Noting that interactions with humans could endanger a seal pup's growth and even life, the agency advised humans to stay at least 150 feet away from them at all times.
"When you get too close to a wild animal, you risk stressing or threatening it," NOAA said, "and stressed animals are much more likely to act unpredictably."
Based on a quick scan of Twitter, this was a badly needed warning.
"It is normal for a mother seal to leave her young pup alone on the beach for up to 24 hours while she feeds," NOAA said. "If she sees you near her pup, she may not think it’s safe to come back. It might only take a few seconds for you to snap the photo, but the mother may abandon her pup if she feels threatened."
Seal selfies can also get you arrested. Harassing a wild animal is illegal, and getting close enough to a seal to take a selfie is likely to cause it enough harm to qualify the contact as harassment.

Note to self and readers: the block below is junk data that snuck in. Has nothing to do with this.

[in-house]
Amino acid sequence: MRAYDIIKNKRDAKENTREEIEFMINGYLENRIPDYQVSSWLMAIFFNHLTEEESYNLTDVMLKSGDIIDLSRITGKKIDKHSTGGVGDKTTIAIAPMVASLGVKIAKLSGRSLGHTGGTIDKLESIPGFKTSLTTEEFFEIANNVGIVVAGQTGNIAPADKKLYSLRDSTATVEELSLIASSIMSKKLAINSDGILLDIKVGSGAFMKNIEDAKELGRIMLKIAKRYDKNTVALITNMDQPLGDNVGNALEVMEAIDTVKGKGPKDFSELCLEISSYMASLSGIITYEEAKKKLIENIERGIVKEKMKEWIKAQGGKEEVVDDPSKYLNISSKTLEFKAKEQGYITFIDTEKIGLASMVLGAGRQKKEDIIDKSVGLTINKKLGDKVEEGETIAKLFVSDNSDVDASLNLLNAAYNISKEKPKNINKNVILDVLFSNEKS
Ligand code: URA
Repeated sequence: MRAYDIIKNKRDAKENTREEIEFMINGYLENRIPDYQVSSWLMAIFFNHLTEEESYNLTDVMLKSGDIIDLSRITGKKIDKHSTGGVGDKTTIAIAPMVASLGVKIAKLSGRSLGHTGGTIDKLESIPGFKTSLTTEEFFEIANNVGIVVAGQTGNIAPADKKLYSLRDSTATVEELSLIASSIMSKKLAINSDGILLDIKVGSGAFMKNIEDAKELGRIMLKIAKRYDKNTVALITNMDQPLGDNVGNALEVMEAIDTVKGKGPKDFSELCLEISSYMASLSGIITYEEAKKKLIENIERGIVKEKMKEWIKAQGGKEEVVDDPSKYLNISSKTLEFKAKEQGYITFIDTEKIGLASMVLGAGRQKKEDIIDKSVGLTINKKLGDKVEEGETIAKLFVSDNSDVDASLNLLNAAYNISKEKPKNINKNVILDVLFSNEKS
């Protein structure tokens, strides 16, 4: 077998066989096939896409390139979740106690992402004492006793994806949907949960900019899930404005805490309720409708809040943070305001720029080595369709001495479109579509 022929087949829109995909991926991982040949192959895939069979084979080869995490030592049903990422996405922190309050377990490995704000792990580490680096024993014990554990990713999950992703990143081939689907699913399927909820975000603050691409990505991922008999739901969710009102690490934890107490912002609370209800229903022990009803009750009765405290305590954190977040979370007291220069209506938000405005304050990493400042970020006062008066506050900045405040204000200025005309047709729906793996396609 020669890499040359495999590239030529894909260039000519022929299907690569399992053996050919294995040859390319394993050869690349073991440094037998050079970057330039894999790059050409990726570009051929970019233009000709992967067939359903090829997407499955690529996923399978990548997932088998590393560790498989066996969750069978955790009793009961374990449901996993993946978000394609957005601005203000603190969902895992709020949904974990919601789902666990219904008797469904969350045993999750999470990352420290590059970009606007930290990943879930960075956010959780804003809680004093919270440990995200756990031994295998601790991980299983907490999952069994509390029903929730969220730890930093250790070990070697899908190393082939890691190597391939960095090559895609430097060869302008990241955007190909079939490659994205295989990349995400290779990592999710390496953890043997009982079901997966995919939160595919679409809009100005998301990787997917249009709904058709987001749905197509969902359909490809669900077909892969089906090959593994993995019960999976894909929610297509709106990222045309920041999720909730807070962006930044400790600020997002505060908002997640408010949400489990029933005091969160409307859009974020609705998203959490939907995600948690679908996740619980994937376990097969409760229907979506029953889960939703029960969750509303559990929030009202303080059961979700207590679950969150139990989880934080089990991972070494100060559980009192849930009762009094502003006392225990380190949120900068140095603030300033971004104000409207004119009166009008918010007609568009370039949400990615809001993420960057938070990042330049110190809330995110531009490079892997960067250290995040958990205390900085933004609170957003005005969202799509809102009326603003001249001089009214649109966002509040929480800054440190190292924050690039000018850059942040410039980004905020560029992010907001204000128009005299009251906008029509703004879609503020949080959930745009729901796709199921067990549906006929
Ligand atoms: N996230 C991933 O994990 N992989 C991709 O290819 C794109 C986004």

To biologist Andrew David Thatcher, the selfie is just a stand-in for a broader behavioral failure on the part of humanity.
"Pretending it’s technology that drives crowds to drag an ailing dolphin out of the surf and pass it around like a trophy," he wrote, "fundamentally misses something important about human behavior and refocuses conservation conversations on trivialities like cracking wise about selfie-sticks [sic] rather than addressing clear and critical knowledge gaps."
Seals don’t care whether or not you have a camera, and even if you’re not taking a selfie, that’s no excuse to approach a pup. If you want a photo with a seal, let it be on the seal’s terms—because that beautiful creature might just jump into your photo anyway.
H/T The Verge